In the last three days alone, I’ve been contacted by three different friends who were struggling with their mental health and just wanted someone to talk to. In the same time, I’ve reached out to friends for the same reason. These supports simply weren’t there before. Not only can we reach more people more quickly and more easily than before, we can also do it in a way that is possible while we’re having a literal panic attack. Some of us are reluctant – or completely unable – to reach out for help in a crisis because we simply aren’t able to articulate our problems aloud, on the phone, or to someone’s face. But messaging provides an alternative form of communication, with its own nuances and dialects, that gives us a way to reach out, as well as more people to reach out to. This technology has saved my life, and the lives of people I know. And yet what gets focused on is that it makes us selfish. This has not been my experience at all. Through social media, I have found some of the kindest, most generous, most loving people I know. And social media and my smartphone allow me to build strong, supportive relationships that are just as valuable as any formed through ‘traditional’ means.

And, in the spirit of AAM, it pays to add that for those of us who struggle with ‘traditional’ social interaction, this technology allows us ways to form relationships that we are otherwise incapable of forming. Criticism of social media has a very strong ableist element that simply cannot be overlooked. Not all of us are able to form relationships with people we meet in our ‘everyday lives’. Some of us can’t leave the house regularly. Some of us simply CANNOT approach people we don’t know. Some of us are considered ‘weird’ or ‘freaks’ because we aren’t able to fake neurotypicalness all the damn time, or because we can’t ever look someone in the eye, or because we’re too loud or too quiet or don’t quite ‘get’ how personal space works. Some of us have visible disabilities that make able-bodied people uncomfortable, and we all know how privileged people get when they’re uncomfortable… Social media and smartphones give us access to people like us, and the ability to form relationships without being judged for our atypical social interactions, or the way we look, or the way we move through the world. In an ableist world, this is literally life-saving. And similar things can be said of other marginalised communities – it’s not easy being a person of colour in a white supremacist world, or being visibly queer in a heteronormative cissexist world, or being fat in a fatphobic world. Social media gives us alternative support groups, and smartphones give us access to those supports whenever we happen to need them.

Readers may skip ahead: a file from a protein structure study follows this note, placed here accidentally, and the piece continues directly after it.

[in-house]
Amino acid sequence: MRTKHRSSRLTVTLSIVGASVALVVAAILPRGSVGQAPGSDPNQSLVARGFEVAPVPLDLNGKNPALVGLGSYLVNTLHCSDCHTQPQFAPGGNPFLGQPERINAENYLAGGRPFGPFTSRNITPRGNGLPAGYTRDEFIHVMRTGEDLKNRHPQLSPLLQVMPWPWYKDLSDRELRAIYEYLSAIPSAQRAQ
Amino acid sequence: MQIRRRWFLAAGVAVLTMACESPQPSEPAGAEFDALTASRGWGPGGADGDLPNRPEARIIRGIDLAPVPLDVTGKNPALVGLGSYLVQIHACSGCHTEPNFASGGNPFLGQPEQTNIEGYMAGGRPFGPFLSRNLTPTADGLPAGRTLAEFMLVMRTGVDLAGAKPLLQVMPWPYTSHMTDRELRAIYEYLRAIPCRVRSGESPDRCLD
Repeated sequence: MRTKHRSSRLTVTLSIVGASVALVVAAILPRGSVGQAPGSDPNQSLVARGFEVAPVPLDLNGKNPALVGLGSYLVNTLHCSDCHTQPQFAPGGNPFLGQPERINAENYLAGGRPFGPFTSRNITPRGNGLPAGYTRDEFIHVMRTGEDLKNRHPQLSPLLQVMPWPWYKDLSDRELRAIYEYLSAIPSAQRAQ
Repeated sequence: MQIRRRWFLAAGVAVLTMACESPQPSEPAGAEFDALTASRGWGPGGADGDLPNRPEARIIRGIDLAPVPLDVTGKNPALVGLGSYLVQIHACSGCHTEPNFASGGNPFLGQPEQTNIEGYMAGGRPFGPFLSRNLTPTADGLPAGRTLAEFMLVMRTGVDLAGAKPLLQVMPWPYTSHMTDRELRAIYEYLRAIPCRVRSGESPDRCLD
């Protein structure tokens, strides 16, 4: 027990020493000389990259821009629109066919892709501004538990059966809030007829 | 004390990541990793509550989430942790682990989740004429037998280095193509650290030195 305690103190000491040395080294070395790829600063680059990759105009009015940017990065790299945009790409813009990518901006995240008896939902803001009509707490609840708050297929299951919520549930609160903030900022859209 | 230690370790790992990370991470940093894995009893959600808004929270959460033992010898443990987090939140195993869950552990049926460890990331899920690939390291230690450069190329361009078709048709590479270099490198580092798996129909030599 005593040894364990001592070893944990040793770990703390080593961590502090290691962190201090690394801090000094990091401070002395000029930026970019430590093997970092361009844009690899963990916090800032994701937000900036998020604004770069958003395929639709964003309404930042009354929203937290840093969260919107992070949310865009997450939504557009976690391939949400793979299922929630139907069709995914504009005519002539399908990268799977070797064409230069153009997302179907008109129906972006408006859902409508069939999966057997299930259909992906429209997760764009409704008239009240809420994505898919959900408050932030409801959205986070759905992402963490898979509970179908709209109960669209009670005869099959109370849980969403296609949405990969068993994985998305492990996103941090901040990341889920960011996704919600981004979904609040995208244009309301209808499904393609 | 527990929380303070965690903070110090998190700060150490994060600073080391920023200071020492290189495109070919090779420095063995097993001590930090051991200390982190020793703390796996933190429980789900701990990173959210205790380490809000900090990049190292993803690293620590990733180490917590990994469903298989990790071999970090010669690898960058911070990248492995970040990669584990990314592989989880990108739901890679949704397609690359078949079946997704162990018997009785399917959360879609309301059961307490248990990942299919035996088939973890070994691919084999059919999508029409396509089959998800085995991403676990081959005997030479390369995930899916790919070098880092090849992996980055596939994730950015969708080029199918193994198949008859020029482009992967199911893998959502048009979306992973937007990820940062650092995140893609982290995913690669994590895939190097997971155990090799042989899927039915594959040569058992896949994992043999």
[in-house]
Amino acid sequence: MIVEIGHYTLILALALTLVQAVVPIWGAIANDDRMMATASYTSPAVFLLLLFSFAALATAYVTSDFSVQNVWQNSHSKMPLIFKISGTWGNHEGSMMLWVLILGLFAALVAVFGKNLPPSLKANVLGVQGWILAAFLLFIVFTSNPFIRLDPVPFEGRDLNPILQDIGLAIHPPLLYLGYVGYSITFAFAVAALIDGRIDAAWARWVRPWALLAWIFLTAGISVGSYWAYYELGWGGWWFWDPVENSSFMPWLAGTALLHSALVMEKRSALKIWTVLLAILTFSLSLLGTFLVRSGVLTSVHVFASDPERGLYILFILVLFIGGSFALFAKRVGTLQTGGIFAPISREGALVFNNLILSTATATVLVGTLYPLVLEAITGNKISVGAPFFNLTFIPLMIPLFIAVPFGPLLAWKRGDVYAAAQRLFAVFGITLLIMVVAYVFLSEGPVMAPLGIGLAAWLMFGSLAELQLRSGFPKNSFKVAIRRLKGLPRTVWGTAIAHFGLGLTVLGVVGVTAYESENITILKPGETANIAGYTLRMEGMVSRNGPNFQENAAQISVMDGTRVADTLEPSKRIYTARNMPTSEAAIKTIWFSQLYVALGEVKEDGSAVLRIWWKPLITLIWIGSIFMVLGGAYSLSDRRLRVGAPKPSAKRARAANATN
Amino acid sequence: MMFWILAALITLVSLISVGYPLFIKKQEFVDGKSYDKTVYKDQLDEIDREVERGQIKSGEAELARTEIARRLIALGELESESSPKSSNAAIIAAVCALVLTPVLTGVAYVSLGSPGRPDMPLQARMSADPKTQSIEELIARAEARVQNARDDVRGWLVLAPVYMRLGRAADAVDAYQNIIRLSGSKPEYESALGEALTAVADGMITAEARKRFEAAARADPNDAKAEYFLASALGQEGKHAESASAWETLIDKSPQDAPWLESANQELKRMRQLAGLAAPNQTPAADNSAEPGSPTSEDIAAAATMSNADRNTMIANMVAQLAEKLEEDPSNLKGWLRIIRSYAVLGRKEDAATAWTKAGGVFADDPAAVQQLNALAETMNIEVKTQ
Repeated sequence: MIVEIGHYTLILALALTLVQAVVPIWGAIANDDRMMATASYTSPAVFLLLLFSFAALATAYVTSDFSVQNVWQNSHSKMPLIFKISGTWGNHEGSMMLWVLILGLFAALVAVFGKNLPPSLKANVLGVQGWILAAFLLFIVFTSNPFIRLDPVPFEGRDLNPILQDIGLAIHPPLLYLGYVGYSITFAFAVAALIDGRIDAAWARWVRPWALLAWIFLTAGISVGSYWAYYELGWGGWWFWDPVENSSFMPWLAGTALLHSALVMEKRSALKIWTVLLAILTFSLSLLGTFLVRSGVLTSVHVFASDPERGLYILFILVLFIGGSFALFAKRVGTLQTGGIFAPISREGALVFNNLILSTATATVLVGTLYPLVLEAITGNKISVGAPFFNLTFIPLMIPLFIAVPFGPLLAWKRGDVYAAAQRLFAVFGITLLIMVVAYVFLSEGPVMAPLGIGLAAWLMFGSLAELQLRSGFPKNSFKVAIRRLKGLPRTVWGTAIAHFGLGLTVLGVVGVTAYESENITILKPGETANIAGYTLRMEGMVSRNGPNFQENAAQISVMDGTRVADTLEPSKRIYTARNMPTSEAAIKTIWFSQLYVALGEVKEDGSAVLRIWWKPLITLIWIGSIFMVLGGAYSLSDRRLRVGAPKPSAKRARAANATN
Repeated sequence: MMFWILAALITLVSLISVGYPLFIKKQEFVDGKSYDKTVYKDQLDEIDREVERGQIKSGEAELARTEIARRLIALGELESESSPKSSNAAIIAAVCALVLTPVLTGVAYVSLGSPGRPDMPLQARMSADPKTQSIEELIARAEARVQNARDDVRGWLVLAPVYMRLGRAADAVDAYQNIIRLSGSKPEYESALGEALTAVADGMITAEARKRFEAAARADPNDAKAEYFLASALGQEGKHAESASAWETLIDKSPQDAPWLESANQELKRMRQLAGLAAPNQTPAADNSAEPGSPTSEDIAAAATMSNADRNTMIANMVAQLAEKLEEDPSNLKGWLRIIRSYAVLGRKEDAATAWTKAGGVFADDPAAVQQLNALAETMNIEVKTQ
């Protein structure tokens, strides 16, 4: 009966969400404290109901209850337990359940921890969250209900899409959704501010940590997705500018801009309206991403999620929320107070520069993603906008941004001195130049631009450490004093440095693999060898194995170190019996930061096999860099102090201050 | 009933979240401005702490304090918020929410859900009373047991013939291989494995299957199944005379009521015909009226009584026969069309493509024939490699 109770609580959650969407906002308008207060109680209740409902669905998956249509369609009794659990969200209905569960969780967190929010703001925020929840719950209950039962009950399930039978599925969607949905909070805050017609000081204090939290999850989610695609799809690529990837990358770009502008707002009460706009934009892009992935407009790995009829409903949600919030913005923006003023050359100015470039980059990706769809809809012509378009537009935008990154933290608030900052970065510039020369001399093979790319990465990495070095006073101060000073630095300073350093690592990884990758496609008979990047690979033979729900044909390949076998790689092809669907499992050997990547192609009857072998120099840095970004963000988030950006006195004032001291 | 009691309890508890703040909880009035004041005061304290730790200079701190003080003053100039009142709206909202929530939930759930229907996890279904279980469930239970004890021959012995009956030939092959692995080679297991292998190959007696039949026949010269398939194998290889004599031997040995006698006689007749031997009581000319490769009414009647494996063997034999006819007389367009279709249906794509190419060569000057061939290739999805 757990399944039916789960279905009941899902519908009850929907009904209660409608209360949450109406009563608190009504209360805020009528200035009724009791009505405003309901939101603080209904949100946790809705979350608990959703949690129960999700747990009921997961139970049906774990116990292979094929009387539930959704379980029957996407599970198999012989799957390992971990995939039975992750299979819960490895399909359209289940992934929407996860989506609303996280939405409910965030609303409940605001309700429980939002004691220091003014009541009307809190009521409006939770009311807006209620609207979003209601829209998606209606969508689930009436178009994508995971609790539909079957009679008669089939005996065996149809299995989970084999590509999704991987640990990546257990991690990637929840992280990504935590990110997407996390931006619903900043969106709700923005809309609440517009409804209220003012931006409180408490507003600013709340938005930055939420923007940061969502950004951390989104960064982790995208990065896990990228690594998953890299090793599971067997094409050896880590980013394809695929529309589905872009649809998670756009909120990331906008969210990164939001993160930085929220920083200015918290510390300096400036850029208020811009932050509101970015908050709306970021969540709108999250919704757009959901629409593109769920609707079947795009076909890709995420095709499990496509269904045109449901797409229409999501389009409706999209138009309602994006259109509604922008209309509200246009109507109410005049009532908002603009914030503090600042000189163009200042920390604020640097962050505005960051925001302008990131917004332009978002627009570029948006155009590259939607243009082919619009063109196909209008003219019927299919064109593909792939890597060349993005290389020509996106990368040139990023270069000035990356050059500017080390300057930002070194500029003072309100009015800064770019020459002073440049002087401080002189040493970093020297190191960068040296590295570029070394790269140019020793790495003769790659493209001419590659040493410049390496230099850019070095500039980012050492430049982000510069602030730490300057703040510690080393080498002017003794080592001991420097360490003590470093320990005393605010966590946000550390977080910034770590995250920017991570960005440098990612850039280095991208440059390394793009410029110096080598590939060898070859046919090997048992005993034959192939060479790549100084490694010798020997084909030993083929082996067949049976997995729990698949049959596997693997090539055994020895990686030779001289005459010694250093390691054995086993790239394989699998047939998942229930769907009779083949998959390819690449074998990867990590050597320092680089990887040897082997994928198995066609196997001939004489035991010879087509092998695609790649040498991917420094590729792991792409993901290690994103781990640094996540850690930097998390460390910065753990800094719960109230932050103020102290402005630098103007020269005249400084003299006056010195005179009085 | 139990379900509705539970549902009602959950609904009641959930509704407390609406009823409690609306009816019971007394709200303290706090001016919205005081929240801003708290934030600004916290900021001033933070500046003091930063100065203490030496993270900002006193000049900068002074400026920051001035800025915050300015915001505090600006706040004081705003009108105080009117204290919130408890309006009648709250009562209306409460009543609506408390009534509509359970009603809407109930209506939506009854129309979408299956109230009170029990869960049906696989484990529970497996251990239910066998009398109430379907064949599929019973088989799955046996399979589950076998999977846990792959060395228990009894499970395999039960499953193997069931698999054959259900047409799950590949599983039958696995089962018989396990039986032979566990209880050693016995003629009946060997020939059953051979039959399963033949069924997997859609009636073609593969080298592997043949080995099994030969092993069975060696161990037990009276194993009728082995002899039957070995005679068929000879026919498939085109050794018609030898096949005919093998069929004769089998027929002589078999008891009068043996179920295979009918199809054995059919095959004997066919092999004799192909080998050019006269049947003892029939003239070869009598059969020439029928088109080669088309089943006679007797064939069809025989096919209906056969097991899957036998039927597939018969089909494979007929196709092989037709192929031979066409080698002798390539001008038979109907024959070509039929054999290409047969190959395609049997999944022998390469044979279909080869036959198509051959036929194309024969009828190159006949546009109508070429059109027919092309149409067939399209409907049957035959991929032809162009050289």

So next time you see one of those pithy commentaries on how we’re all being swallowed by our sodial media and smartphones, remember that it’s not always that simple. Nothing is perfect, but neither is it universally evil. You never know whose life a smartphone has saved.

Sorry, Satan, not today.

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All Rights Reserved to Cambrey Payne 2017. Acknowledge sources when sharing and do not repost without original source.